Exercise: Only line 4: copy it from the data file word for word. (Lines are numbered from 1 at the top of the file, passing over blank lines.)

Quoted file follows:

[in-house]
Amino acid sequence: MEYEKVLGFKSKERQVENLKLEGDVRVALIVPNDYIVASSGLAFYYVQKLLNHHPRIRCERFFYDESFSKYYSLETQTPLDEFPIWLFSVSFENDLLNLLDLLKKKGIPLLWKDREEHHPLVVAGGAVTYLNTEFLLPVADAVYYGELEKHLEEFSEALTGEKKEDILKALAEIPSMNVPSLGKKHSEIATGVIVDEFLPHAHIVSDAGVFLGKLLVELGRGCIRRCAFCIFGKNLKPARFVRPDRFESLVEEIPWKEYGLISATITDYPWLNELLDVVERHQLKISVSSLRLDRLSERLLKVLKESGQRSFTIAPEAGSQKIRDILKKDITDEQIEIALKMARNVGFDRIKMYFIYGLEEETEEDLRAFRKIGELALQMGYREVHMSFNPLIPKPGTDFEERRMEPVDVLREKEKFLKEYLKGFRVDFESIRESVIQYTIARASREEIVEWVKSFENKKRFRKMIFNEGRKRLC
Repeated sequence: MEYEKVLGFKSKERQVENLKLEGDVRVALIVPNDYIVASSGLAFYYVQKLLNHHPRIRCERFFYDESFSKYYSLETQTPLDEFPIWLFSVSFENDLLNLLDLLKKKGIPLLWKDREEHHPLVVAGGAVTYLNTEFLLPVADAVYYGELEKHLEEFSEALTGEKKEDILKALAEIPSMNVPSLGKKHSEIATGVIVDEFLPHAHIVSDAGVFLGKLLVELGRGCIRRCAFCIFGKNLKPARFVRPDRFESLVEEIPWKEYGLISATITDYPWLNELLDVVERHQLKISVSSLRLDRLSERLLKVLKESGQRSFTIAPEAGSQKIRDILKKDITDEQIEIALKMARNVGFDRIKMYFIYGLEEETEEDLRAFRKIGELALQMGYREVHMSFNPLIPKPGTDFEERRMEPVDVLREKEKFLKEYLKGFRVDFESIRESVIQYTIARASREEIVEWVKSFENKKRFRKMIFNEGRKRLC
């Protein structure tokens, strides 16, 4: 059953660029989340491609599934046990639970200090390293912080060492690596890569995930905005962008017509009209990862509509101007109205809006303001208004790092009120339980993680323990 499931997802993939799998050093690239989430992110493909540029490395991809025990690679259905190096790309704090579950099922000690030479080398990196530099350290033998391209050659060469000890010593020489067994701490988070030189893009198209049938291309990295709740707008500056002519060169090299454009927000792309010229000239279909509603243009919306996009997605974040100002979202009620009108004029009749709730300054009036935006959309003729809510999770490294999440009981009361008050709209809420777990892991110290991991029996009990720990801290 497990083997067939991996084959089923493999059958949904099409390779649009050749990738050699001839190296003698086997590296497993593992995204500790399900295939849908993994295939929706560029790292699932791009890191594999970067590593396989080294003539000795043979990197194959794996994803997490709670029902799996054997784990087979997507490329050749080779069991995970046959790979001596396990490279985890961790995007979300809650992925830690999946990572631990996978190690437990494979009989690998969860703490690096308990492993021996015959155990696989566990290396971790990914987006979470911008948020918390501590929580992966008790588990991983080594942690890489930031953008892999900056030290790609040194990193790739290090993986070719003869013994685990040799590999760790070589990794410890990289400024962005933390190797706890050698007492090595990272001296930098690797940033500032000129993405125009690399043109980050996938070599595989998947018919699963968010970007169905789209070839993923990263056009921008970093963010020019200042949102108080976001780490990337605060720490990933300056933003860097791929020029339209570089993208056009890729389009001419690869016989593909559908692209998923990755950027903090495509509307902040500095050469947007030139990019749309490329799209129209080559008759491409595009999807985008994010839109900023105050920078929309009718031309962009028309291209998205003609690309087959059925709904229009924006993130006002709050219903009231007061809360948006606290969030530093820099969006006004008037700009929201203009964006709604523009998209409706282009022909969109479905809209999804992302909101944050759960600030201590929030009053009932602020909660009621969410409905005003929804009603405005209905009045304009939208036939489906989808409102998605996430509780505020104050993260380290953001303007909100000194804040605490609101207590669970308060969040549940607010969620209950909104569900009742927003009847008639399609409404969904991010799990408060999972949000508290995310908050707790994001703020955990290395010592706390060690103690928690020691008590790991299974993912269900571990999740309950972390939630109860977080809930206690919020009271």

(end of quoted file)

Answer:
């Protein structure tokens, strides 16, 4: 059953660029989340491609599934046990639970200090390293912080060492690596890569995930905005962008017509009209990862509509101007109205809006303001208004790092009120339980993680323990 499931997802993939799998050093690239989430992110493909540029490395991809025990690679259905190096790309704090579950099922000690030479080398990196530099350290033998391209050659060469000890010593020489067994701490988070030189893009198209049938291309990295709740707008500056002519060169090299454009927000792309010229000239279909509603243009919306996009997605974040100002979202009620009108004029009749709730300054009036935006959309003729809510999770490294999440009981009361008050709209809420777990892991110290991991029996009990720990801290 497990083997067939991996084959089923493999059958949904099409390779649009050749990738050699001839190296003698086997590296497993593992995204500790399900295939849908993994295939929706560029790292699932791009890191594999970067590593396989080294003539000795043979990197194959794996994803997490709670029902799996054997784990087979997507490329050749080779069991995970046959790979001596396990490279985890961790995007979300809650992925830690999946990572631990996978190690437990494979009989690998969860703490690096308990492993021996015959155990696989566990290396971790990914987006979470911008948020918390501590929580992966008790588990991983080594942690890489930031953008892999900056030290790609040194990193790739290090993986070719003869013994685990040799590999760790070589990794410890990289400024962005933390190797706890050698007492090595990272001296930098690797940033500032000129993405125009690399043109980050996938070599595989998947018919699963968010970007169905789209070839993923990263056009921008970093963010020019200042949102108080976001780490990337605060720490990933300056933003860097791929020029339209570089993208056009890729389009001419690869016989593909559908692209998923990755950027903090495509509307902040500095050469947007030139990019749309490329799209129209080559008759491409595009999807985008994010839109900023105050920078929309009718031309962009028309291209998205003609690309087959059925709904229009924006993130006002709050219903009231007061809360948006606290969030530093820099969006006004008037700009929201203009964006709604523009998209409706282009022909969109479905809209999804992302909101944050759960600030201590929030009053009932602020909660009621969410409905005003929804009603405005209905009045304009939208036939489906989808409102998605996430509780505020104050993260380290953001303007909100000194804040605490609101207590669970308060969040549940607010969620209950909104569900009742927003009847008639399609409404969904991010799990408060999972949000508290995310908050707790994001703020955990290395010592706390060690103690928690020691008590790991299974993912269900571990999740309950972390939630109860977080809930206690919020009271």